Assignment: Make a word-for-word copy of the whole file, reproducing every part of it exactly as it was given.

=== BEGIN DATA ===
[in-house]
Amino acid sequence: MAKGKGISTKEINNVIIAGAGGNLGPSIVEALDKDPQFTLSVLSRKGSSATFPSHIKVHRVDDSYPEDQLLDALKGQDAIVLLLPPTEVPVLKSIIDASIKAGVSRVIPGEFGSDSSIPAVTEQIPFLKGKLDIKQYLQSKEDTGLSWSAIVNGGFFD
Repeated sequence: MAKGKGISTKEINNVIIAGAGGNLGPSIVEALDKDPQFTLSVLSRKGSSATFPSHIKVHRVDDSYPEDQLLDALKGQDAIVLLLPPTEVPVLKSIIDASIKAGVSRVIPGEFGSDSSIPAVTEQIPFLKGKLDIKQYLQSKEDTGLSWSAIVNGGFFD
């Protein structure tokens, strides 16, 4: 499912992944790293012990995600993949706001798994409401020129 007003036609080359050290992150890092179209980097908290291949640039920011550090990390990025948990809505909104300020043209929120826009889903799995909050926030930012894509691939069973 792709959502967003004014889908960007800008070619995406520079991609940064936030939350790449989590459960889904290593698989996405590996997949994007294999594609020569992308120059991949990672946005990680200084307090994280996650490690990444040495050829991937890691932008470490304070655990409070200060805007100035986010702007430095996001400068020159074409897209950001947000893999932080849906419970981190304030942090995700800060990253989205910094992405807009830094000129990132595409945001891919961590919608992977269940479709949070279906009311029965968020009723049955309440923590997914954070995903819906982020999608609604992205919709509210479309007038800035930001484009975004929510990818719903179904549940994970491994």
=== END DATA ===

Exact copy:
[in-house]
Amino acid sequence: MAKGKGISTKEINNVIIAGAGGNLGPSIVEALDKDPQFTLSVLSRKGSSATFPSHIKVHRVDDSYPEDQLLDALKGQDAIVLLLPPTEVPVLKSIIDASIKAGVSRVIPGEFGSDSSIPAVTEQIPFLKGKLDIKQYLQSKEDTGLSWSAIVNGGFFD
Repeated sequence: MAKGKGISTKEINNVIIAGAGGNLGPSIVEALDKDPQFTLSVLSRKGSSATFPSHIKVHRVDDSYPEDQLLDALKGQDAIVLLLPPTEVPVLKSIIDASIKAGVSRVIPGEFGSDSSIPAVTEQIPFLKGKLDIKQYLQSKEDTGLSWSAIVNGGFFD
């Protein structure tokens, strides 16, 4: 499912992944790293012990995600993949706001798994409401020129 007003036609080359050290992150890092179209980097908290291949640039920011550090990390990025948990809505909104300020043209929120826009889903799995909050926030930012894509691939069973 792709959502967003004014889908960007800008070619995406520079991609940064936030939350790449989590459960889904290593698989996405590996997949994007294999594609020569992308120059991949990672946005990680200084307090994280996650490690990444040495050829991937890691932008470490304070655990409070200060805007100035986010702007430095996001400068020159074409897209950001947000893999932080849906419970981190304030942090995700800060990253989205910094992405807009830094000129990132595409945001891919961590919608992977269940479709949070279906009311029965968020009723049955309440923590997914954070995903819906982020999608609604992205919709509210479309007038800035930001484009975004929510990818719903179904549940994970491994």